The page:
The impact of higher exposures for 10 and 15 year investment periods are shown below.

Result Summary of different S and P 500 exposures for 15 year investment period
Result Summary of different S and P 500 exposures for 15 year investment period

Notice that with higher and higher S&P 500 exposure, the portfolio becomes less and less volatile, but the spread bet the max benefit and min benefit increases. Even 30% exposure may not justify the maintenance costs (fund expense ratio, tax and exit load). Data for ten-year investment window is shown below.

Result Summary of different S and P 500 exposures for 10 year investment period
Result Summary of different S and P 500 exposures for 10 year investment period

This spread is essentially a manifestation of the sequence of returns risk or in other words, sometimes things go your way and sometimes not! Just like timing the market, diversification lowers risk more often than not. However, the higher absolute reward is more of a coin toss.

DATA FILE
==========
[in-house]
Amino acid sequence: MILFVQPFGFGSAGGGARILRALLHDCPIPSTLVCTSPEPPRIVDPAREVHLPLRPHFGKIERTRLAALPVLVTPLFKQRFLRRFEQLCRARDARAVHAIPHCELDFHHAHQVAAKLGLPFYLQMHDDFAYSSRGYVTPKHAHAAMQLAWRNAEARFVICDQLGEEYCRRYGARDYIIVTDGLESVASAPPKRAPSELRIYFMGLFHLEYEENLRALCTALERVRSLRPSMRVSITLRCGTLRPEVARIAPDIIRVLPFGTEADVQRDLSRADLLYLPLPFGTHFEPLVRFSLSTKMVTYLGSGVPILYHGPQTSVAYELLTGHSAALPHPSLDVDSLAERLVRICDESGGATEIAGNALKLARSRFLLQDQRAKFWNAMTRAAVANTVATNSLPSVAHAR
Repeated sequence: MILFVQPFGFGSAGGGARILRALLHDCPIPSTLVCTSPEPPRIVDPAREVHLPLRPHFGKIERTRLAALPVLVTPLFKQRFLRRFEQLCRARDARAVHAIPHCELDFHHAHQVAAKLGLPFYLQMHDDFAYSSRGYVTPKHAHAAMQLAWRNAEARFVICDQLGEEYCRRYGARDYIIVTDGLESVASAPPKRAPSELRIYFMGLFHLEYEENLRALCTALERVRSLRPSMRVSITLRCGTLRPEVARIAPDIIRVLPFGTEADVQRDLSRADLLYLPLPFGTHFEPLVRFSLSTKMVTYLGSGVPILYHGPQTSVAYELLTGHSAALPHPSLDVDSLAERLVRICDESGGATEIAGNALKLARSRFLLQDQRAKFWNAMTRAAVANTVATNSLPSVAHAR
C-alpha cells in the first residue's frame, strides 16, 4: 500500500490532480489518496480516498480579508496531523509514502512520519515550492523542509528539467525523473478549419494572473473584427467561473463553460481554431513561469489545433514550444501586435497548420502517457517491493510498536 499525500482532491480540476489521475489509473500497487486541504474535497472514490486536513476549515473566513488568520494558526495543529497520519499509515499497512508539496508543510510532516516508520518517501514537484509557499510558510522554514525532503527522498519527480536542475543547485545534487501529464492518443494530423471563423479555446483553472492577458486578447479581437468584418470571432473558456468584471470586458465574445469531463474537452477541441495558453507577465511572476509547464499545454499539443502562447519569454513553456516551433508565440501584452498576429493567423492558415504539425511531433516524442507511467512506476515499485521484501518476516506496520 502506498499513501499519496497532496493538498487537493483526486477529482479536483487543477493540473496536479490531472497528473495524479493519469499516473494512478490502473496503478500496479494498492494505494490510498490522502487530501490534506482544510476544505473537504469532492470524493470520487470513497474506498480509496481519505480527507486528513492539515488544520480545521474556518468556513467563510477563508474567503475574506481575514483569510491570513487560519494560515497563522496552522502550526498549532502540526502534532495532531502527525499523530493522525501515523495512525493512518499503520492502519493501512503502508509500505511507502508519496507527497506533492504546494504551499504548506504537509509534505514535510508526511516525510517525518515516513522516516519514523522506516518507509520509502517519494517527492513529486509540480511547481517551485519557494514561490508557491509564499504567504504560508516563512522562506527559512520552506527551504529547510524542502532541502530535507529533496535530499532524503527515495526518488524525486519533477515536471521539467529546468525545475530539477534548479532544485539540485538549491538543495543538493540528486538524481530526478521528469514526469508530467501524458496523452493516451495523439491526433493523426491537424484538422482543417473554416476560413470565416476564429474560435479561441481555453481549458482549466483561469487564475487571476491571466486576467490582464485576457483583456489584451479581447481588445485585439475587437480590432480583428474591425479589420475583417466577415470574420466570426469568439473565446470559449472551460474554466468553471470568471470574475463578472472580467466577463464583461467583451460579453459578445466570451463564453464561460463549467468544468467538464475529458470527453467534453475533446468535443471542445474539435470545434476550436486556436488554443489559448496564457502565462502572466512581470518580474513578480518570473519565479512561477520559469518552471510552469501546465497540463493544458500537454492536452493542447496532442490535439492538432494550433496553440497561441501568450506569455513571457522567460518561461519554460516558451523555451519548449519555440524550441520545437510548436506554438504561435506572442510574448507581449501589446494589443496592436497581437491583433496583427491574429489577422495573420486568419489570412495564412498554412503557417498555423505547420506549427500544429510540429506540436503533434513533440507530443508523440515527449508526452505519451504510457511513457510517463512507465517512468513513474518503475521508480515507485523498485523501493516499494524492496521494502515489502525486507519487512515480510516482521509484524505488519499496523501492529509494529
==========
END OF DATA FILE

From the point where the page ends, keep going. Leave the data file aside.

Instead of annual rebalancing, one could rebalance based on moving averages to lower the return spread (lower not eliminate) but this would still require considerable exposure to justify the cost and labour. Read more: Timing the market will work but not the way we imagined!

Is separate US equity exposure via international funds worth all this trouble or should one stick with funds like Parag Parikh Long Term Equity or Axis  Growth Opportunities and get “some” US stock exposure without the hassle of rebalancing and tax (but higher fund management fee)? Read more: Axis Growth Opportunities Fund vs Parag Parikh Long Term Equity Fund.

The primary benefit of including US equity is to lower portfolio risk and with the associated managed it can be achieved.  However, most investors are lazy and do not bother to educate themselves that diversification could lower investment returns along with investment risk! They see something shiny and want a piece of that action. This can only lead to confusion and clutter. “Diversification benefits” require continuous maintenance.

Even if buying Indian mutual funds that invest in international stocks may not lower risk as efficiently as using dedicated international exposure, it is a whole lot easier! My vote is for the easier option.